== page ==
So, I did little parties here and there, then, last summer really wanted to create a night of indie, dance, pop, fusion, punk rock, just an everything goes type of party.

And now today we are really the only party in the city that plays one hundred percent vinyl with no digital filter. No one does it anymore, which is kind of sad to me actually.
I take a lot of pride in it.

It’s expensive too. I mean, we have to go out and actually buy our own vinyl, pick each record, wait for it while it comes in off a special order and hope it makes it in time. There’s no downloading, we have to actually get out and dig through the crates.

There’s nothing like looking through the records, holding that special one up and being so excited to drop that for everyone at the end of the week. You can definitely connect with the crowd more. There’s more thought into the message.”

Ben: “It’s nice to have those four weeks to prepare and find those special records.”

David: “Another cool thing I have noticed is a lot of young people, not just DJs, are heading to the record stores to pick up vinyl because they are interested. I think people are starting to discover it all over again.

I hope that DJs will start to follow that trend, because really, there’s nothing that sounds better than a loud record at a club.”

ACT:LIVE: What’s your thing Ben?

Ben: “I’m kind of the new kid, but since I’ve been on I’ve been able to play all kinds of breaks, drum and bass…everything.

I can get up there and play straight rock and roll and people move to it, it’s awesome. It never gets boring and it keeps people listening to new things. Hopefully it gets people going home and digging through their parent’s record crates.

I hadn’t been buying records for a long time, so this opened my eyes back up to a fresh new world again. I’m so excited to go out and find those records again.

ACT:LIVE: I wanted to ask you, David, about the record you select to give away each month. How do you go about picking that?

David: “Well, every month I make twenty CDs of music to hand out. They have a mix of new songs for the month, songs that I will feature in the set. On the CDs is a number that I call out and if your number is called you get the record that I selected. I like to give everyone something to go home with, but I would really like people to see the records and get inspired to buy a turntable of any sort. I hope people appreciate it, because I really appreciate it when people come out. It’s really flattering.

People actually come up to us after the show and are like, “What was that track you played?” DJs never get that anymore.

As far as how do I pick the record, well, I pick a record that I have enjoyed or something really new. Tonight is a newer record that’s only been out for a few months, by MGMT.

They are formerly The Management, but due to some weird conflict with another band they changed their name to MGMT. The guy who produced it is a guy by the name of Dave Fridmann, he’s actually from Fredonia. He’s awesome, he does stuff with the Shins and the Flaming Lips.

I have also been finding that record labels are putting out a free mp3 download code with the records so that those without a turntable can get the music.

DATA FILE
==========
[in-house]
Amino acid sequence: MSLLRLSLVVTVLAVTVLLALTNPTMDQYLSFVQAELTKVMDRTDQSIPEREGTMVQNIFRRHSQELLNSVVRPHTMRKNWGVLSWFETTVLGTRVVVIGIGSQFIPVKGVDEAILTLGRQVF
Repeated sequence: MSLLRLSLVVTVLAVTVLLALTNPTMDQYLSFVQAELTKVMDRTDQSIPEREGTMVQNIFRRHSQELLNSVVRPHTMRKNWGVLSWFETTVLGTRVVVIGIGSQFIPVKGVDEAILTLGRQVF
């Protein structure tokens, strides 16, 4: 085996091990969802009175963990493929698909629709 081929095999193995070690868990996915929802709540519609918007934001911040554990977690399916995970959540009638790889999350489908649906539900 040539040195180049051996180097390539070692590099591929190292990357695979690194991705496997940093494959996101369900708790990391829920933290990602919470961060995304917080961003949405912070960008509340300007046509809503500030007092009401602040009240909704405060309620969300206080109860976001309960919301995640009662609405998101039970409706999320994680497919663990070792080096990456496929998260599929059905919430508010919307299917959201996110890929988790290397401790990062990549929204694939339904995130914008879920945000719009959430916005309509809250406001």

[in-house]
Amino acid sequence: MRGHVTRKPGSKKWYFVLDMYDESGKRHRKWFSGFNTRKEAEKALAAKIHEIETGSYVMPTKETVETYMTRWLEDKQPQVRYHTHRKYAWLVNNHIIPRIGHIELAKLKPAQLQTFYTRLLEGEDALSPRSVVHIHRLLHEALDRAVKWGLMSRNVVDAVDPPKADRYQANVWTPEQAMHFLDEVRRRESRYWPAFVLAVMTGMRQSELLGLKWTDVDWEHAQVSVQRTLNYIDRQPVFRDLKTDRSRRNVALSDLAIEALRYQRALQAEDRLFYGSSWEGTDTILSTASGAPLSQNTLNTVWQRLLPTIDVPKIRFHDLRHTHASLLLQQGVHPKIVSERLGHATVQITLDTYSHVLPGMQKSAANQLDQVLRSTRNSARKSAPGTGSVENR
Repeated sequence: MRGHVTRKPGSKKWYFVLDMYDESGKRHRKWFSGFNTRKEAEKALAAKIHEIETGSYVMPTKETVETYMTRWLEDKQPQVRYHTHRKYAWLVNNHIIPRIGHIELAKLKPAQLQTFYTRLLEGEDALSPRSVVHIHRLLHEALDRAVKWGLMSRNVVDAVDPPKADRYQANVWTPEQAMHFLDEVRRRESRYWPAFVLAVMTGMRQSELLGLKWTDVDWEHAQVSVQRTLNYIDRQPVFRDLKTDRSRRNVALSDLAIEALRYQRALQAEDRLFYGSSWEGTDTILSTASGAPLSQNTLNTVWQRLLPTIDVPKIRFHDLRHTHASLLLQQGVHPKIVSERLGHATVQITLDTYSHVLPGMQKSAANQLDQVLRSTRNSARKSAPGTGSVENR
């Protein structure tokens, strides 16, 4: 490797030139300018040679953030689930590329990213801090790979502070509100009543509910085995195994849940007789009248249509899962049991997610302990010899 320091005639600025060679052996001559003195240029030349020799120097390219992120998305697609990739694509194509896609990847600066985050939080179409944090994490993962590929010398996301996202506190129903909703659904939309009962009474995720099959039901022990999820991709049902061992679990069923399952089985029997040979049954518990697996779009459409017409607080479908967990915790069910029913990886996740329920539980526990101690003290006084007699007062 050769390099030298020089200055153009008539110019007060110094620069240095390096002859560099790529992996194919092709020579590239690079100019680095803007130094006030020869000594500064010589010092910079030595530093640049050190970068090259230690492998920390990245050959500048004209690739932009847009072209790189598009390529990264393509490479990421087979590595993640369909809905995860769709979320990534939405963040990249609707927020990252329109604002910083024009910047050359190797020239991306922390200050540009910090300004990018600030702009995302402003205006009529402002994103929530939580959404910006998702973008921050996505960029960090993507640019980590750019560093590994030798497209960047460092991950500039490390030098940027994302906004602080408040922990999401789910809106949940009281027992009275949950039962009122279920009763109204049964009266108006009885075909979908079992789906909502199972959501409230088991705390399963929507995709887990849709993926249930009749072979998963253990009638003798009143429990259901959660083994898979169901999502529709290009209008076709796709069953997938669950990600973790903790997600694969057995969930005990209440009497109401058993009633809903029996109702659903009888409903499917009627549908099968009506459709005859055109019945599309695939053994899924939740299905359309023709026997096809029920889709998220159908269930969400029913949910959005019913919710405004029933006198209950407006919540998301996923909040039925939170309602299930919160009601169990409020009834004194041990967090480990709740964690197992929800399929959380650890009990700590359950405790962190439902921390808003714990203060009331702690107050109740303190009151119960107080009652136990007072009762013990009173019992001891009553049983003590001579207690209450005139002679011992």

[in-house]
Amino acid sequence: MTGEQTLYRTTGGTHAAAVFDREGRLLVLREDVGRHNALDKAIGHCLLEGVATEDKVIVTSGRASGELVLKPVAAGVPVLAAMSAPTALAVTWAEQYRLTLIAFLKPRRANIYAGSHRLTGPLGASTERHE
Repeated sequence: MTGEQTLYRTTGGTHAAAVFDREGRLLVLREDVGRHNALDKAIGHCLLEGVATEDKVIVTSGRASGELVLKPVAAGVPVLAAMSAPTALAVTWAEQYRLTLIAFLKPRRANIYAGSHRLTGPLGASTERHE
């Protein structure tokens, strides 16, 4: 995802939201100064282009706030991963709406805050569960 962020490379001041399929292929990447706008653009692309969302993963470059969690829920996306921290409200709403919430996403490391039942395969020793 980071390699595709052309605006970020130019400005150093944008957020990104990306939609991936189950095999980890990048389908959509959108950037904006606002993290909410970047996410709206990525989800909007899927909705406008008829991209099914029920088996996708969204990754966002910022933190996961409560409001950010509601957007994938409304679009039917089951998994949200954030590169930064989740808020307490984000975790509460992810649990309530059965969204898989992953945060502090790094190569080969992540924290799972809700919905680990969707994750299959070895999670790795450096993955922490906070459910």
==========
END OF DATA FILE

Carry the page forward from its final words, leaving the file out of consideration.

Mp3’s and digital music is great for speed, but there is nothing like holding the artwork, touching the record and being able to look at cool pictures or posters. You can’t get that through iTunes. Digital music isn’t tangible, which makes the audience disconnected to the music, potentially.

Bottom line is I usually pick something I like.”

ACT:LIVE: So you won the battle of the bands? That’s sounds hilarious considering you’re not a “band” per say, how did that happen?

David: “When the Art School project was going, my friend Myah took a CD of ours with a song called “Memorize” on it, and submitted it to a contest on WBER. We had no idea she did that because we never would have let her. We would have been like, “No way!”

Well, then we made it to the top ten, which got really exciting. Then, luckily we ended up winning. That got us on regular rotation for a year. It was really surprising and it really helped.

DJ Fixx is going to remix our song “We Got We” soon, that’s just another way things have branched out.”

ACT:LIVE: Where did the name REHAB come from?

David: “The reason I went with REHAB is because I thought of rehabilitation from life and the work week, and all those stresses that everyone can have. So, you could come here on a Friday night and forget about everything. You start over.

It’s a refreshing time and rehabilitation from digital music.”

Ben: “Yeah, in case you didn’t get it, we really like vinyl.” (laughs)

Ben: “I feel like people get so bummed out in Rochester. People always say,”Aw man, I gotta get out of here, there’s nothing going on.” That’s bullshit because there is so much going on here. This project is another way to prove that point, and we’re going to show people whether they like it or not.” (laughs)

ACT:LIVE: From my experience, if you just look through the papers you can find an endless sea of activities.

David: “I can remember years ago, I could go out any day of the week in the summer and find a couple hundred kids dancing to music at every different venue. I think it’s really coming back with things like ACT:LIVE, RIPROC and the parties that are being thrown within those networks.